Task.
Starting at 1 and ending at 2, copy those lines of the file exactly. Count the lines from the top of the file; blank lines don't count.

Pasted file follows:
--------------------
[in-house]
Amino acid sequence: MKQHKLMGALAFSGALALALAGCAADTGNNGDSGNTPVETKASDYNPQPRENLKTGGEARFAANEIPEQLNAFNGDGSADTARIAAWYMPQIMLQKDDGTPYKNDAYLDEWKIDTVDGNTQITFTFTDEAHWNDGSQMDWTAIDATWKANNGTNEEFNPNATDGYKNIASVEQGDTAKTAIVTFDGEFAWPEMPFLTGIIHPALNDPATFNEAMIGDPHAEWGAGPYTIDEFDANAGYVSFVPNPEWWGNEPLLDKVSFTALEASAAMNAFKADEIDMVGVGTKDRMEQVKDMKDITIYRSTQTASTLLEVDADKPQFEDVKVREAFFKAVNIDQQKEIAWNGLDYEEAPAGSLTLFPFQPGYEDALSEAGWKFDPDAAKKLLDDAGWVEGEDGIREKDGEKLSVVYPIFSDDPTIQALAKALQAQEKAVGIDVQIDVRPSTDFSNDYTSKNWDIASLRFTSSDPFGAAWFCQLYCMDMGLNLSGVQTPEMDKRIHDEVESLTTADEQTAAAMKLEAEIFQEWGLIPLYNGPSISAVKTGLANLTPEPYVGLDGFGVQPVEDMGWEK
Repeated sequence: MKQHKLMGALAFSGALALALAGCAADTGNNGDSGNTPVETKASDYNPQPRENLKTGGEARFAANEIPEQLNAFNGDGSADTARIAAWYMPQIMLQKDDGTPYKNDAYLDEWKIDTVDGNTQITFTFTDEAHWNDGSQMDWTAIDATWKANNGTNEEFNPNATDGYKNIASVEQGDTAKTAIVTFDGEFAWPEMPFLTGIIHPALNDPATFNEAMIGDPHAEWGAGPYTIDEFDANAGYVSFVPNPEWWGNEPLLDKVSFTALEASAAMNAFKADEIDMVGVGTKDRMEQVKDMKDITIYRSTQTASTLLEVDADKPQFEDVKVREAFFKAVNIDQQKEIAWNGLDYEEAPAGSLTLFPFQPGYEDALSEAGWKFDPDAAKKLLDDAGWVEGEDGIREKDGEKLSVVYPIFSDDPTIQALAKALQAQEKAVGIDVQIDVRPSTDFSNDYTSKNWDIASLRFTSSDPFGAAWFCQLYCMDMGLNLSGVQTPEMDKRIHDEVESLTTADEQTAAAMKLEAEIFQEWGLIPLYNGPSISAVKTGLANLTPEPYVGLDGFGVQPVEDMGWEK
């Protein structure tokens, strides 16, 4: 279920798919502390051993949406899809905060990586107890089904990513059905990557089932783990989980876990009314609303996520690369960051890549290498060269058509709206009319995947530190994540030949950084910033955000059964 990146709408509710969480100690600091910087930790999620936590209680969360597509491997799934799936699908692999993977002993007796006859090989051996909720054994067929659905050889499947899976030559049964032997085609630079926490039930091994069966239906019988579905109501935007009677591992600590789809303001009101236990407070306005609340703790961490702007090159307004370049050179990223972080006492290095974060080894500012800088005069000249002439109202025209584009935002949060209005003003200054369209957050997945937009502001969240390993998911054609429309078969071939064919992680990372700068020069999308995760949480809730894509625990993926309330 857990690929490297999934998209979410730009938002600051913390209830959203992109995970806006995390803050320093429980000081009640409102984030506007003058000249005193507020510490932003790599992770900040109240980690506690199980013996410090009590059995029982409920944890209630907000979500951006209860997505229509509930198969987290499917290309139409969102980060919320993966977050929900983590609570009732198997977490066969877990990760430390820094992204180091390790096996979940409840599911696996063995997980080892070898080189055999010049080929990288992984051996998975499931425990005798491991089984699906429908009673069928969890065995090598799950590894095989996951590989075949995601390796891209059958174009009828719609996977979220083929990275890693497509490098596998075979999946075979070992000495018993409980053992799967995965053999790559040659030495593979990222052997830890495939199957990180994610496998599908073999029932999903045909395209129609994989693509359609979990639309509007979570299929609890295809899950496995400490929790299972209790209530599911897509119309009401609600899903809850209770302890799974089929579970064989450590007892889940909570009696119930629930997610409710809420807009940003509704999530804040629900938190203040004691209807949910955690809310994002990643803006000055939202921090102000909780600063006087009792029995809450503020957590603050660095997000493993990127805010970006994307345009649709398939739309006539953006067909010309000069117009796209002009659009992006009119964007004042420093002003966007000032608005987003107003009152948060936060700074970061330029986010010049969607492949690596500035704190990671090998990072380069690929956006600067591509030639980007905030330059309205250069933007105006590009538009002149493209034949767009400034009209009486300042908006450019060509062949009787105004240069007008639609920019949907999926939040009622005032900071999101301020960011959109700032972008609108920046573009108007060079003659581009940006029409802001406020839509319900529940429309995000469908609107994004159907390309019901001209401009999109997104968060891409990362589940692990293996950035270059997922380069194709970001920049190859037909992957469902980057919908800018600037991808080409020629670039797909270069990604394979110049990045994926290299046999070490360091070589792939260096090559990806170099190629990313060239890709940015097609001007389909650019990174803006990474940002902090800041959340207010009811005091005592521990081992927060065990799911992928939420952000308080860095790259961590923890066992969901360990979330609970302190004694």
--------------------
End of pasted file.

[in-house]
Amino acid sequence: MKQHKLMGALAFSGALALALAGCAADTGNNGDSGNTPVETKASDYNPQPRENLKTGGEARFAANEIPEQLNAFNGDGSADTARIAAWYMPQIMLQKDDGTPYKNDAYLDEWKIDTVDGNTQITFTFTDEAHWNDGSQMDWTAIDATWKANNGTNEEFNPNATDGYKNIASVEQGDTAKTAIVTFDGEFAWPEMPFLTGIIHPALNDPATFNEAMIGDPHAEWGAGPYTIDEFDANAGYVSFVPNPEWWGNEPLLDKVSFTALEASAAMNAFKADEIDMVGVGTKDRMEQVKDMKDITIYRSTQTASTLLEVDADKPQFEDVKVREAFFKAVNIDQQKEIAWNGLDYEEAPAGSLTLFPFQPGYEDALSEAGWKFDPDAAKKLLDDAGWVEGEDGIREKDGEKLSVVYPIFSDDPTIQALAKALQAQEKAVGIDVQIDVRPSTDFSNDYTSKNWDIASLRFTSSDPFGAAWFCQLYCMDMGLNLSGVQTPEMDKRIHDEVESLTTADEQTAAAMKLEAEIFQEWGLIPLYNGPSISAVKTGLANLTPEPYVGLDGFGVQPVEDMGWEK